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Unraveling RNA

Anna Pyle

Yale University

Published July 18, 2012

As a child growing up near Sandia National Laboratory in New Mexico, surrounded by physicists and chemists, Anna Pyle had an unconventional sort of chemistry set. Among her playthings was a cube of depleted uranium (only "slightly radioactive," she says). With the language of science as much a part of her life as English, Pyle, now William Edward Gilbert Professor of Molecular, Cellular and Developmental Biology and Professor of Chemistry at Yale University, chose to study chemistry as an undergraduate.

It wasn't until graduate school at Columbia University that biology grabbed her attention. She began by studying how small molecules recognize DNA. Eventually, however, the mysteries of RNA lured her in. "I realized that RNA was so much more complex and the we didn't understand the design principles, so I set out to attack that," says Pyle.

As a post-doc, she joined the lab of Thomas Cech, who won a Nobel Prize for his insights into RNA self-splicing, a process that involves segments of RNA that snip themselves out and then stitch the remains back together.

Once on her own, Pyle zoomed in on group II introns, a type of self-splicing RNA that can mobilize to different sites on DNA. To get a handle on the structure of these ribozymes, Pyle synthesized them in the lab, iteratively tweaking them and observing biochemical changes.

Then, in 2008, her lab solved the first X-ray crystal structure of a group II intron. Out of necessity during that process, Pyle developed a novel mathematical approach to represent the RNA backbone that both reduces complexity and allows fundamental features of the structure's architecture to shine through.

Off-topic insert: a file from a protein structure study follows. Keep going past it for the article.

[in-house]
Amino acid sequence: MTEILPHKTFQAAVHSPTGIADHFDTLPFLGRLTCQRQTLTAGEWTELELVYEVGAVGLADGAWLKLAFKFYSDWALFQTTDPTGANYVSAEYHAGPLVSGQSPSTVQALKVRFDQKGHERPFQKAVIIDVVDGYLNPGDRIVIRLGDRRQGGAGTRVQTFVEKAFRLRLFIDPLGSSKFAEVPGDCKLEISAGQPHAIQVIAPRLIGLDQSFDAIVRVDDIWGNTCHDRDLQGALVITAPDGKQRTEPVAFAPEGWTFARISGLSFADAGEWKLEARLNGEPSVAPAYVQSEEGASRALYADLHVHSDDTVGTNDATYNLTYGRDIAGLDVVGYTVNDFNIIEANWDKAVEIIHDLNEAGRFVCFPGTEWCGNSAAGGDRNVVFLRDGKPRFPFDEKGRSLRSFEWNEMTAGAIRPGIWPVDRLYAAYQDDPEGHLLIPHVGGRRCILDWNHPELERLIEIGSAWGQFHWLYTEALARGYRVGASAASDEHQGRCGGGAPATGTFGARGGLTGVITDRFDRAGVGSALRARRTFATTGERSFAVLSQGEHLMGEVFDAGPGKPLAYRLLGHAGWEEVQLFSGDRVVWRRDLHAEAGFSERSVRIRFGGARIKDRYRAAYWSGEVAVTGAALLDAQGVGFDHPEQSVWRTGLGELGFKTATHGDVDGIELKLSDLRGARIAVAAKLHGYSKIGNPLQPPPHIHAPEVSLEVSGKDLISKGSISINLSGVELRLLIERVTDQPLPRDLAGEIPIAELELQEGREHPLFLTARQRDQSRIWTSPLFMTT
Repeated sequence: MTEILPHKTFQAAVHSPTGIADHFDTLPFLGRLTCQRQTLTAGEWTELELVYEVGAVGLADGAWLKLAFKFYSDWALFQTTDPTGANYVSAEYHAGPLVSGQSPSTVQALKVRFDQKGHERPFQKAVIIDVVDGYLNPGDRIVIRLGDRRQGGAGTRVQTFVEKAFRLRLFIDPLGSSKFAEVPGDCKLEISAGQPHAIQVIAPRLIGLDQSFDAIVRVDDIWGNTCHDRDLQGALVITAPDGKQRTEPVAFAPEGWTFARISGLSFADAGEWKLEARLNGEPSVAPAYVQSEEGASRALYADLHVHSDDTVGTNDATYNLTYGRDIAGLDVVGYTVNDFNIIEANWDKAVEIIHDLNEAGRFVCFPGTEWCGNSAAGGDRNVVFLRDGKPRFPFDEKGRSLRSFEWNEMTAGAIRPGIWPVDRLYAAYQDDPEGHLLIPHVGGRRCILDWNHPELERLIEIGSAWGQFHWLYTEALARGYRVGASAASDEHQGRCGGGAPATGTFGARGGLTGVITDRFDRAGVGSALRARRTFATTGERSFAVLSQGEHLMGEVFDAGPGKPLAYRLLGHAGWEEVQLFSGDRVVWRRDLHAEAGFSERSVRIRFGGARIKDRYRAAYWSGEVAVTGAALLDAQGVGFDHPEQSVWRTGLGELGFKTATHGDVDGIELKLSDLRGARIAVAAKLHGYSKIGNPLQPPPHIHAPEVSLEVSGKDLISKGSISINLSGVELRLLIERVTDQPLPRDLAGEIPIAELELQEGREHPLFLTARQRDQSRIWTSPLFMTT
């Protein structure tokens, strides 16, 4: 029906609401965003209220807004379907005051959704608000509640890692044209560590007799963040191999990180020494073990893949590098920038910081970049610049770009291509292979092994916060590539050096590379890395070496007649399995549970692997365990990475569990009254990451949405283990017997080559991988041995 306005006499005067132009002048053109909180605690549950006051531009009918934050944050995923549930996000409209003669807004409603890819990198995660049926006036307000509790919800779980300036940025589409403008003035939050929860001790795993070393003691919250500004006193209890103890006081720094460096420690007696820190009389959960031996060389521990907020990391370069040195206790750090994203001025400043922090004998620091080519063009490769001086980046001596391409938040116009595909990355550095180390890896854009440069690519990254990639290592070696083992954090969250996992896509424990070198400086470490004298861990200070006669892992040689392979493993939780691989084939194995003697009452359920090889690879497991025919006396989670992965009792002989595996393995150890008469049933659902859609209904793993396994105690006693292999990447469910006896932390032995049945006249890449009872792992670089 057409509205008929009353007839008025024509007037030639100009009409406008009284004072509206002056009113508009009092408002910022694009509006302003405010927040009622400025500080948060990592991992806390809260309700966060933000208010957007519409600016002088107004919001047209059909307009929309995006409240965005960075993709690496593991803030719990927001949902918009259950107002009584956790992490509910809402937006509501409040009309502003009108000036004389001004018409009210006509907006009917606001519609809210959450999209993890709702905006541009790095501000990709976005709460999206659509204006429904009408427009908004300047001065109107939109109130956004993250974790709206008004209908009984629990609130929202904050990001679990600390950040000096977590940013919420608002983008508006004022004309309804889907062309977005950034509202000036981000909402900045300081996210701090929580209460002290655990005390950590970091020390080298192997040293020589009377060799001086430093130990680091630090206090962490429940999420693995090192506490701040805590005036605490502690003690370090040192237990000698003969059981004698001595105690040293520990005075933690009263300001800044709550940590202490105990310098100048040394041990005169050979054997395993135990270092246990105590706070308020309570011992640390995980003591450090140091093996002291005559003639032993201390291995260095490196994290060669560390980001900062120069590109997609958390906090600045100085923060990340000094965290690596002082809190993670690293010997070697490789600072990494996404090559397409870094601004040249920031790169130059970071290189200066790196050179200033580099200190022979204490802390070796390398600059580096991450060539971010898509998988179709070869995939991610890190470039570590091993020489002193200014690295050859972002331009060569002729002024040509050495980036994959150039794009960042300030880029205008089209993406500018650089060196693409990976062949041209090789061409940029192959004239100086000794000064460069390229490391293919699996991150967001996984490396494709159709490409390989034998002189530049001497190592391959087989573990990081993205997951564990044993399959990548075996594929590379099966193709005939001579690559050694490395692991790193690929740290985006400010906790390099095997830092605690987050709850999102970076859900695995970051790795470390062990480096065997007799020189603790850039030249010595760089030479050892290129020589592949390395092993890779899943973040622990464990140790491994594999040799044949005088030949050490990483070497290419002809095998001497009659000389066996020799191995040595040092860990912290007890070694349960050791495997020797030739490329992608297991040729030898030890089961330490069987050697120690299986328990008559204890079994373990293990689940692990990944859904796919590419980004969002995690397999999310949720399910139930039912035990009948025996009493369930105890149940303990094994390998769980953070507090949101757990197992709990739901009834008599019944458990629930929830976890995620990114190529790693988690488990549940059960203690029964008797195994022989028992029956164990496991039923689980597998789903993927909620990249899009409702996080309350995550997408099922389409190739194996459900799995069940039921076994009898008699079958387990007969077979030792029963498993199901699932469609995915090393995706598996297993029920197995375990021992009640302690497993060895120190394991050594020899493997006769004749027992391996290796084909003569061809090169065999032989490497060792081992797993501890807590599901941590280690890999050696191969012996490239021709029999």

Recently, Pyle used this mathematical approach to create libraries of discrete RNA conformations that can be used to build RNA structures using electron density data and, in the future, data from cryoelectron microscopy. The work was published in the Journal of Molecular Biology in March, 2012. "Our approaches are going to be useful for predicting structures and even modeling de novo, which we're working on now," she says.

In other experimental work, Pyle recently solved the crystal structure of a complex of double-stranded RNA and RIG-I, an intracellular receptor that recognizes viral RNAs and triggers an anti-viral response. She also studies viral RNA replication in hepatitis C virus. "Most of what we work on has some kind of relevance to infectious disease," says Pyle, who hopes this line of work might lead to better drugs for treatment of hepatitis C and other viruses.

As an SBGrid member, Pyle is both user and contributor of the software tools developed in her lab, such as RCrane for building RNA structures in Coot. "SBGrid is just an amazingly convenient and helpful service," she says. "But perhaps more importantly, it is also a community that enables researchers to share ideas and resources."

Since Pyle began to study RNA in 1990, the field has cracked open. "We realize now that RNAs, especially long, complicated RNAs, are extraordinarily abundant, yet we only a have a handful of crystal structures that show us the molecular details," she says. "We really have a lot of work to do."

Elizabeth Dougherty